Mayo once saved my marriage. Well, at least this homemade mayo recipe did.
I abhor mayonnaise. Whenever people talk about eating tomato and mayonnaise sandwiches, all I can think is what a way ruin a perfectly good piece of produce. I’m not sure how my detest for mayonnaise came to be, and frankly just writing the word this many times has me feeling queasy. I grew up in a house with mayo-loving people. Meanwhile, I’d stare at the jar, wondering who ever thought this was a product that needed to be created.
Michael laughed at my dislike of mayonnaise. We would both order BLTs when eating at diners, and of course he couldn’t just keep the peace, and order his sandwich dry. Then he’d watch as the dishes came to the table, the look of fear that his reckless consumption of mayonnaise might’ve confused the cook into accidentally putting mayo on my sandwich.
In the early years, I was polite about these errors, and would kindly let the server know of the mistake. After too many years of this happening, and more than a few times of someone in the kitchen thinking it was okay to just scrape off the offending condiment, I’ve now become rather vocal when my BLT arrives with any sight of mayo.
Now sandwiches go back with a firm request for a brand new sandwich. New bread. New bacon. New tomato. New lettuce. Give the contaminated bits to someone else. I want what I ordered, not some sloppy, mayo-infested seconds.
These feelings about mayonnaise extended to what I allowed in the house, and that meant I didn’t buy it, nor did I allow anyone else to bring it into my house.
My answer to keeping the peace in my marriage was to compromise, and make homemade mayonnaise. At least deconstructing the whole process gave me a better sense of control, even if I still didn’t enjoy eating it.
There’ve been a lot of things I’ve mourned about, and missed, since Michael died. Mayonnaise is not one of them. So, when it comes to making potato salad, I always make vinaigrette based ones, akin to a German potato salad, except mine tend to be sans bacon (not that I have anything against bacon, mind you).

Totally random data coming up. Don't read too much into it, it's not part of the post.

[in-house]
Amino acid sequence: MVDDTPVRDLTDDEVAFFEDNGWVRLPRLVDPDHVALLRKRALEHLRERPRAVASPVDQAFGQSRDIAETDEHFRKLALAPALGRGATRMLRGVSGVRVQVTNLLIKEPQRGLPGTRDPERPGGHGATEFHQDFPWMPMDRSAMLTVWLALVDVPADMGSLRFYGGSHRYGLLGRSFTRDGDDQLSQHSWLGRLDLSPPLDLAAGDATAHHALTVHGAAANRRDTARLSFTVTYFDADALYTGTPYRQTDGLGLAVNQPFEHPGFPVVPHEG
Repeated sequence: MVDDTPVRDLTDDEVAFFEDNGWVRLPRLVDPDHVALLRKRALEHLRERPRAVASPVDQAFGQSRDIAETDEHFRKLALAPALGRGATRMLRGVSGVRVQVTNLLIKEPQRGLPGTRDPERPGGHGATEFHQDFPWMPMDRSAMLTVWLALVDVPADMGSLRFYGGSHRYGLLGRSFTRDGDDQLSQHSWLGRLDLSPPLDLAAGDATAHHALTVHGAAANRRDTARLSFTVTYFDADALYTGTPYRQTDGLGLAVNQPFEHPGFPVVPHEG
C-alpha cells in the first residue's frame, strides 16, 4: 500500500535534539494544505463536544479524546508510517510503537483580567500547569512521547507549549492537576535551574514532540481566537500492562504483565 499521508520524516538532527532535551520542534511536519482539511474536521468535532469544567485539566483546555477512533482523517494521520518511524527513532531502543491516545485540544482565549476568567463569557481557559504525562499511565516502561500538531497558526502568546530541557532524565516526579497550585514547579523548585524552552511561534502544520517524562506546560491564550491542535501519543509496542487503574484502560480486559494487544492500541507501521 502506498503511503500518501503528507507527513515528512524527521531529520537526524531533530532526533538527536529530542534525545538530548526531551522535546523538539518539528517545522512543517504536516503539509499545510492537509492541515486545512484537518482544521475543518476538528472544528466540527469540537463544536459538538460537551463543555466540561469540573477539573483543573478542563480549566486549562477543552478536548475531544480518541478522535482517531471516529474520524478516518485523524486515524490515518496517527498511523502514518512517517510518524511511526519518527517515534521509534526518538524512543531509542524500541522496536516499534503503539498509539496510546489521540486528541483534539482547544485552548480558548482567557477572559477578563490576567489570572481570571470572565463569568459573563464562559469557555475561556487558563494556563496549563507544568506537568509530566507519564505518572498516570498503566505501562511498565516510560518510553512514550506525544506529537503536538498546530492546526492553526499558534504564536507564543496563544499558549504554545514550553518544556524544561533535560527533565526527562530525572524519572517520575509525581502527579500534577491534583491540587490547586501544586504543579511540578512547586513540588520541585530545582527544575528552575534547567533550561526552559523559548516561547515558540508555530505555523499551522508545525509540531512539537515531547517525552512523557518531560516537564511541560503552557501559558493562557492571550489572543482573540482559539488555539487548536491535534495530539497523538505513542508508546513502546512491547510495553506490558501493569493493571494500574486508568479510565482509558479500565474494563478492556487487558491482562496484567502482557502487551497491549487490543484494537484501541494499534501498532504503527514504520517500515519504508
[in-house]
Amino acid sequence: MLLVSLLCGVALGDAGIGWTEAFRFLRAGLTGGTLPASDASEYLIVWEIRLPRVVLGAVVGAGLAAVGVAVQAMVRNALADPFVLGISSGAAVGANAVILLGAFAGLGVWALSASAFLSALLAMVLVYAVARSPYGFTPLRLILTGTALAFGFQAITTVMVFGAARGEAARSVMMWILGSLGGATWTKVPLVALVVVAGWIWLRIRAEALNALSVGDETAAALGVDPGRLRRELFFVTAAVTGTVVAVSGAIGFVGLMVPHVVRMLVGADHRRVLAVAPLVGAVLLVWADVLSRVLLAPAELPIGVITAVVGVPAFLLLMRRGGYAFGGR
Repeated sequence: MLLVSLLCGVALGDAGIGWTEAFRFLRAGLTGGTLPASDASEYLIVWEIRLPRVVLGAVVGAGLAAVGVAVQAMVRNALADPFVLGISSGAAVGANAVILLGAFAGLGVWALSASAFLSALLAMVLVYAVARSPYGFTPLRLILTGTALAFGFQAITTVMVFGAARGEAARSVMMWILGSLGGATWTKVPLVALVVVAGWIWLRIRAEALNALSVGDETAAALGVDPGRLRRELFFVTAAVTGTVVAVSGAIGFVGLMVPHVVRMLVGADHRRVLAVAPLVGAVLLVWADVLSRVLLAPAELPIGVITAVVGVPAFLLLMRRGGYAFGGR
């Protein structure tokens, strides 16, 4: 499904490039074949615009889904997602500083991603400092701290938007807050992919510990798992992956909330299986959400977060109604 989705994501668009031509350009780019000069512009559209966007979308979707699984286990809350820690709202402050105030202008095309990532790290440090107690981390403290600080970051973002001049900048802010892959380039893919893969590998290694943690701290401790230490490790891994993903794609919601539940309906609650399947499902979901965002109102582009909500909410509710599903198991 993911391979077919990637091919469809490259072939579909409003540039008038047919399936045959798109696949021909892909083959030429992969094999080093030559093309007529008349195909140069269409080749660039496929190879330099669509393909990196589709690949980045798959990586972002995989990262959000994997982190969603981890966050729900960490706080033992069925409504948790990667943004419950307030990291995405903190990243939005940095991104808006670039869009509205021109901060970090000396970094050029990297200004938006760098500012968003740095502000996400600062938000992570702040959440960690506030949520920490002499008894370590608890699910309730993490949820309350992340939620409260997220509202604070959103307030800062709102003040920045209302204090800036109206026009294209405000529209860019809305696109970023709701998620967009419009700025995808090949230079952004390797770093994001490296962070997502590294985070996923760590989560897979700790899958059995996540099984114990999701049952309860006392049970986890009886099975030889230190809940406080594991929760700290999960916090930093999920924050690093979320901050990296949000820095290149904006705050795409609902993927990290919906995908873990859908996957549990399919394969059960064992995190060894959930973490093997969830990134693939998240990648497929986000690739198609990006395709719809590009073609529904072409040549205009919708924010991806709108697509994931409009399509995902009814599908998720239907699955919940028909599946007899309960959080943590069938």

So, when I came across some freshly dug up red new potatoes at the farm stand the other day, my mind immediately drifted towards making this Fennel & Herb Potato Salad. I’m growing fennel in the garden, and can just cut what I need rather than harvest a whole bulb.
The garden is also filled with 20 different herbs, one of my favorites being Thai basil. Unlike Italian basil, which is peppery, Thai basil has a hint of sweet, black licorice flavor. I felt like it would add some emphasis to the fennel already in the salad. If you don’t grow Thai basil, or have it available, tarragon would be nice, too. And if all else fails, just go with Italian basil. The flavor will be different, no doubt, but still wonderful.
A word about the dressing. It might seem like a lot at first. The salad is meant to be made while the potatoes are still hot, and that means they will drink up the dressing more than you realize. I always start off with ¼ cup of dressing, and end up increasing it to ½ cup because nothing is worse than dry potato salad. Unless, of course, you make potato salad with mayonnaise—that’s really the worst thing you could ever serve.
Six Years Ago: Rustic Lemon Cake
Fennel & Herb Potato Salad
- 6 large red new potatoes
- ½ cup Basic Vinaigrette recipe here
- Small fennel bulb thinly sliced (plus some chopped fennel fronds)
- Handful of fresh flat-leaf parsley chopped
- 8 Thai basil leaves chopped
- Sea salt and freshly ground black pepper to taste
- Add the potatoes to a deep pot, and cover with water. Bring to a boil. Cook until potatoes are very tender when pierced with the tip of a paring knife, about 15 minutes.
- Drain the potatoes, and let them cool until easy enough to handle, 10 to 15 minutes.
- The potato peels should’ve separately slightly during cooking. Slip them off, and discard, or add to your compost pile. Slice the potatoes however you like—large chunks, thick slices, really it’s your preference here.
- Add the potatoes to a deep bowl with the fennel (and fronds), parsley, thai basil, and vinaigrette. Stir with a rubber spatula until well mixed, and the dressing has absorbed into the potatoes. Season with salt and pepper. Serve warm, room temperature, or cold. Will keep in the fridge for up to 1 week.